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         Part #2 of Silo series by Hugh Howey
Page 30


  ‘Yes, of course. ’ Erskine adjusted his glasses. ‘I’m sure you knew him well enough to know that he didn’t show his emotions often. ’

  ‘He was difficult to read,’ Donald agreed. He knew almost nothing of the man he had just helped to bury.

  ‘So you’ll appreciate this, I think. We were riding the lift together, and Vic turns to me and says how hard it is to sit there at that desk of his and see what we’re doing to the men across the hall. He meant you, of course. People in your position. ’

  Donald tried to imagine the man he knew saying such a thing. He wanted to believe it.

  ‘But that’s not what really struck me. I’ve never seen him sadder than when he said the following. He said . . . ’ Erskine rested a hand on the pod. ‘He said that sitting there, watching you people work at your desks, getting to know you – he often thought that the world would be a better place with people like you in charge. ’

  ‘People like me?’ Donald shook his head. ‘What does that even mean?’

  Erskine smiled. ‘I asked him precisely that. His response was that it was a burden doing what he knew to be correct, to be sound and logical. ’ Erskine ran one hand across the pod as if he could touch his daughter within. ‘And how much simpler things would be, how much better for us all, if we had people brave enough to do what was right, instead. ’


  • Silo 1 •

  THAT NIGHT, ANNA came to him. After a day of numbness and dwelling on death, of eating meals brought down by Thurman and not tasting a bite, of watching her set up a computer for him and spread out folders of notes, she came to him in the darkness.

  Donald complained. He tried to push her away. She sat on the edge of the cot and held his wrists while he sobbed and grew feeble. He thought of Erskine’s story, on what it meant to do the right thing rather than the correct thing, what the difference was. He thought this as an old lover draped herself across him, her hand on the back of his neck, her cheek on his shoulder, lying there against him while he wept.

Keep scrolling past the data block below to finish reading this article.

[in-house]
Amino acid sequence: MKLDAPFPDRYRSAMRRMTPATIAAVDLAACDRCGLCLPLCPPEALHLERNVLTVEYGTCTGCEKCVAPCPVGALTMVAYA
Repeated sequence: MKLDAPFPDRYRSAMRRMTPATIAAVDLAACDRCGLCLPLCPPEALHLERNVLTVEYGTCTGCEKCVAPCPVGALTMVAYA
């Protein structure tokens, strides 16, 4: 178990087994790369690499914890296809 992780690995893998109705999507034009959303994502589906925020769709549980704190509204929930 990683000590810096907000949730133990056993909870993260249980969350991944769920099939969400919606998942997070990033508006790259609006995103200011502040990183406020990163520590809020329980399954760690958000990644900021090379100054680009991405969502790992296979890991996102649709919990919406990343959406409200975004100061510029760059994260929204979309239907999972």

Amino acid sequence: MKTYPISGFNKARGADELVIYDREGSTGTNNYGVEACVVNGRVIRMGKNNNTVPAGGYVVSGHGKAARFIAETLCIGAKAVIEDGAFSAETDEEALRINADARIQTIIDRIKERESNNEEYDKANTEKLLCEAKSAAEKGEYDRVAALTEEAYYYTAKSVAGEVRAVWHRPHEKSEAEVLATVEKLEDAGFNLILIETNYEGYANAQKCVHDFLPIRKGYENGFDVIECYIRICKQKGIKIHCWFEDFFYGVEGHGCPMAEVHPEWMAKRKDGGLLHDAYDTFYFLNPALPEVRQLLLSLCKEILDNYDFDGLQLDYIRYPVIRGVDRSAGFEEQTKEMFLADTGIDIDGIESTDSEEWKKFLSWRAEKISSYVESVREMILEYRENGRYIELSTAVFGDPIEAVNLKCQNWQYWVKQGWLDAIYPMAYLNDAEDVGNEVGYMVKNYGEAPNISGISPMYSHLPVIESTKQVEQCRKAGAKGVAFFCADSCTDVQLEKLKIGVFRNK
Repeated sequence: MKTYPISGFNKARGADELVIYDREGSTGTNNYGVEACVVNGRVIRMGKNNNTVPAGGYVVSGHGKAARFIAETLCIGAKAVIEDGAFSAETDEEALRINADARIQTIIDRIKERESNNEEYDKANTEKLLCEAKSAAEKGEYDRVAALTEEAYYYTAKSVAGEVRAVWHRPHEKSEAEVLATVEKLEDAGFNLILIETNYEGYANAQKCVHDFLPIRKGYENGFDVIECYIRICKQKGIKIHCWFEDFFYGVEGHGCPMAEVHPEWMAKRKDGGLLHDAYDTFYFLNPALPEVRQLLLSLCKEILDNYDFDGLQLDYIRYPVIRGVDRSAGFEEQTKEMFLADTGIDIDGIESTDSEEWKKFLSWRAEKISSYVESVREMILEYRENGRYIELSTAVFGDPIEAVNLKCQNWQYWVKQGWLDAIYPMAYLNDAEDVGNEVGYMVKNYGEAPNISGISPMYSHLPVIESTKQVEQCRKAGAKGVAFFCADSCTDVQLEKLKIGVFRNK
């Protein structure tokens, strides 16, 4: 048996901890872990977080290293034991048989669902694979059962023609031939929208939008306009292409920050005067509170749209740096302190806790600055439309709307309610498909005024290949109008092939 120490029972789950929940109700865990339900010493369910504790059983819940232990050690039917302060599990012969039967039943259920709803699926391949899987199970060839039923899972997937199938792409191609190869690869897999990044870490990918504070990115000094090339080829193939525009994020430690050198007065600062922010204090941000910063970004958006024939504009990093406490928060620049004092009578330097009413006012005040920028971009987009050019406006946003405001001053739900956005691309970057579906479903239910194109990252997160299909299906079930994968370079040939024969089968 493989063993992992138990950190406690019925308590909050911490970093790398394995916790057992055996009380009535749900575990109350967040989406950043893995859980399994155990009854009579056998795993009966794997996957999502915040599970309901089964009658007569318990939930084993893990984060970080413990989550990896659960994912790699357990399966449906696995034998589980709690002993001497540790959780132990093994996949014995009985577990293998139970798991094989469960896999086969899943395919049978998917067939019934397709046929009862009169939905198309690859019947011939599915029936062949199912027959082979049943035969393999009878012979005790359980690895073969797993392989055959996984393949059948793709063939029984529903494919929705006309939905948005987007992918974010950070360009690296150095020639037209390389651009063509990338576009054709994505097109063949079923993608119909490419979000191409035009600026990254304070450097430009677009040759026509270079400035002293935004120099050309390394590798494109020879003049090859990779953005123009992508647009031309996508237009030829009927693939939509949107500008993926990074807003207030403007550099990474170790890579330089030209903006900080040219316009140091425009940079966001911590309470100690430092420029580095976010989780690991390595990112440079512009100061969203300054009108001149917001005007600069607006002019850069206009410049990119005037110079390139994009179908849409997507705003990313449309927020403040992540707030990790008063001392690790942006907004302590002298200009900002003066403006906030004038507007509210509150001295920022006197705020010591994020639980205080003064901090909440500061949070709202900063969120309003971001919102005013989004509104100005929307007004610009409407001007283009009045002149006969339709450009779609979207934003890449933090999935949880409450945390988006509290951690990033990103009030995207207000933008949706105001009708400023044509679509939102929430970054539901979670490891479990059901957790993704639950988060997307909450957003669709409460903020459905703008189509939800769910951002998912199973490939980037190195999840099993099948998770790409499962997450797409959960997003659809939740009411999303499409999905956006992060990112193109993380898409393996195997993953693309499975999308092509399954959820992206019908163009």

A century of sleep had weakened him, he thought. A century of sleep and the knowledge that Mick and Helen had lived a life together. He felt suddenly angry at Helen for not holding out, for not living alone, for not getting his messages and meeting him over the hill.

  Anna kissed his cheek and whispered that everything would be okay. Fresh tears flowed down Donald’s face as he realised that he was everything Victor had assumed he wasn’t. He was a miserable human being for wishing his wife to be lonely so that he could sleep at night a hundred years later. He was a miserable human being for denying her that solace when Anna’s touch made him feel so much better.

  ‘I can’t,’ he whispered for the dozenth time.

  ‘Shhh,’ Anna said. She brushed his hair back in the darkness. And the two of them were alone in that room where wars were waged. They were trapped together with those crates of arms, with guns and ammo, and far more dangerous things.


  • Silo 18 •

  MISSION WOUND HIS way towards Central Dispatch and agonised over what to do for Rodny. He felt afraid for his friend but powerless to help. The door they had him behind was unlike any he’d ever seen: thick and solid, gleaming and daunting. If the trouble his friend had caused could be measured by where they were keeping him—

  He shuddered to continue that line of thought. It’d only been a few months since the last cleaning. Mission had been there, had carried up part of the suit from IT, a more haunting experience than porting a body for burial. Dead bodies at least were placed in the black bags the coroners used. The cleaning suit was a different sort of bag, tailored to a living soul that would crawl inside and be forced to die within.

  Mission remembered where they had picked up the gear. It’d been a room right down the hall from where Rodny was being kept. Weren’t cleanings run by the same department? He shivered. One slip of a tongue could land a body out there, rotting on the hills, and his friend Rodny was known to wag his dangerously.

  First his mother, and now his best friend. Mission wondered what the Pact said about volunteering to clean in one’s stead, if it said anything at all. Amazing that he could live under the rules of a document he’d never read. He just assumed others had, all the people in charge, and that they were operating by its codes in good faith.